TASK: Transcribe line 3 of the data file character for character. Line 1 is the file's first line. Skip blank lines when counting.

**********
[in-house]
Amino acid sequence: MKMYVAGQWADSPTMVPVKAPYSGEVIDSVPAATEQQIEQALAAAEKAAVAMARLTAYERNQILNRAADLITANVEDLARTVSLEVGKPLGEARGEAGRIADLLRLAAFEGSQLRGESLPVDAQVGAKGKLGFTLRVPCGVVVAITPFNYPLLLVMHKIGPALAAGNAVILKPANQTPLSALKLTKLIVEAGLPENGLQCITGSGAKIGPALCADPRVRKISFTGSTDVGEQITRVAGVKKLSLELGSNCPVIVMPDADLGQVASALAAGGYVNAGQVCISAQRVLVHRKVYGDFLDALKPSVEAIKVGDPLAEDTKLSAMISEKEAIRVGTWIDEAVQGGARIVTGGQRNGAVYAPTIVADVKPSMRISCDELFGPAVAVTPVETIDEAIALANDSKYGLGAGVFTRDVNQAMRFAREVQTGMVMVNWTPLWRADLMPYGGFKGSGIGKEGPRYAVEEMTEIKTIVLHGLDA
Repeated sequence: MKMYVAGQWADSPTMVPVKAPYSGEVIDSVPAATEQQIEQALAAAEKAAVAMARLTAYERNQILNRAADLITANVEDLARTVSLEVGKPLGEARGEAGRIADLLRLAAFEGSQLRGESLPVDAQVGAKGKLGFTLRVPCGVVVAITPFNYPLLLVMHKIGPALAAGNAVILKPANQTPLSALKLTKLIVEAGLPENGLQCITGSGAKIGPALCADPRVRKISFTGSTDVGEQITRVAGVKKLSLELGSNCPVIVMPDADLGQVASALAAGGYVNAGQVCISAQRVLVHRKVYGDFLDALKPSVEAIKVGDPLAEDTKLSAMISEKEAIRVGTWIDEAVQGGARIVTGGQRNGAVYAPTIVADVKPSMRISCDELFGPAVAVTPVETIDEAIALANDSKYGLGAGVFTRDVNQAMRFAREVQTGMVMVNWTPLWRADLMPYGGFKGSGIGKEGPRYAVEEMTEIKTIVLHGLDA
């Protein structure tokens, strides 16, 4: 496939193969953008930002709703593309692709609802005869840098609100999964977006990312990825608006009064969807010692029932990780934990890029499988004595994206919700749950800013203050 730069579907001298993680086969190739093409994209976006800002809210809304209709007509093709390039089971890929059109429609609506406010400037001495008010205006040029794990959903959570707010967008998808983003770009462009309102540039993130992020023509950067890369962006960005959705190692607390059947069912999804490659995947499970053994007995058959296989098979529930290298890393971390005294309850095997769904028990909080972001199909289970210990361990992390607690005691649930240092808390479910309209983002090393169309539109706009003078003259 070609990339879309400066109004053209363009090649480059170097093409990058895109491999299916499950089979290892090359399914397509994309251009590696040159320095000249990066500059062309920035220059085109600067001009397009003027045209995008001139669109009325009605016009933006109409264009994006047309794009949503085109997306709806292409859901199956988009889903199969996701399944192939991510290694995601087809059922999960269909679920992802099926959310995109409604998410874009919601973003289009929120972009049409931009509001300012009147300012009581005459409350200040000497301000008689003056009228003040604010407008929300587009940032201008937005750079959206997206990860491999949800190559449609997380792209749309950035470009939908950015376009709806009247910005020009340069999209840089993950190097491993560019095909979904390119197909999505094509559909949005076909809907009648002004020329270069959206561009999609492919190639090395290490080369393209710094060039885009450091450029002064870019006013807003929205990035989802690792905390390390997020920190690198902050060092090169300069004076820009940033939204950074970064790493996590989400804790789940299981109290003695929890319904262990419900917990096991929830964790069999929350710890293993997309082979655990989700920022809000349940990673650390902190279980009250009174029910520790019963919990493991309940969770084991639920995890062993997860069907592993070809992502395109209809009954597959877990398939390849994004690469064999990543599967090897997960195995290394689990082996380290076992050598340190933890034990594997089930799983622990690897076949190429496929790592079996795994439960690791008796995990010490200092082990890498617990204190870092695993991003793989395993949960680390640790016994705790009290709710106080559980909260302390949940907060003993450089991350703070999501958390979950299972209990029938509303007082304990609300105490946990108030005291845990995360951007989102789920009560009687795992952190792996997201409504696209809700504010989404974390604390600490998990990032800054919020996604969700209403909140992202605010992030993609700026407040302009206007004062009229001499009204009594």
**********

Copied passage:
Repeated sequence: MKMYVAGQWADSPTMVPVKAPYSGEVIDSVPAATEQQIEQALAAAEKAAVAMARLTAYERNQILNRAADLITANVEDLARTVSLEVGKPLGEARGEAGRIADLLRLAAFEGSQLRGESLPVDAQVGAKGKLGFTLRVPCGVVVAITPFNYPLLLVMHKIGPALAAGNAVILKPANQTPLSALKLTKLIVEAGLPENGLQCITGSGAKIGPALCADPRVRKISFTGSTDVGEQITRVAGVKKLSLELGSNCPVIVMPDADLGQVASALAAGGYVNAGQVCISAQRVLVHRKVYGDFLDALKPSVEAIKVGDPLAEDTKLSAMISEKEAIRVGTWIDEAVQGGARIVTGGQRNGAVYAPTIVADVKPSMRISCDELFGPAVAVTPVETIDEAIALANDSKYGLGAGVFTRDVNQAMRFAREVQTGMVMVNWTPLWRADLMPYGGFKGSGIGKEGPRYAVEEMTEIKTIVLHGLDA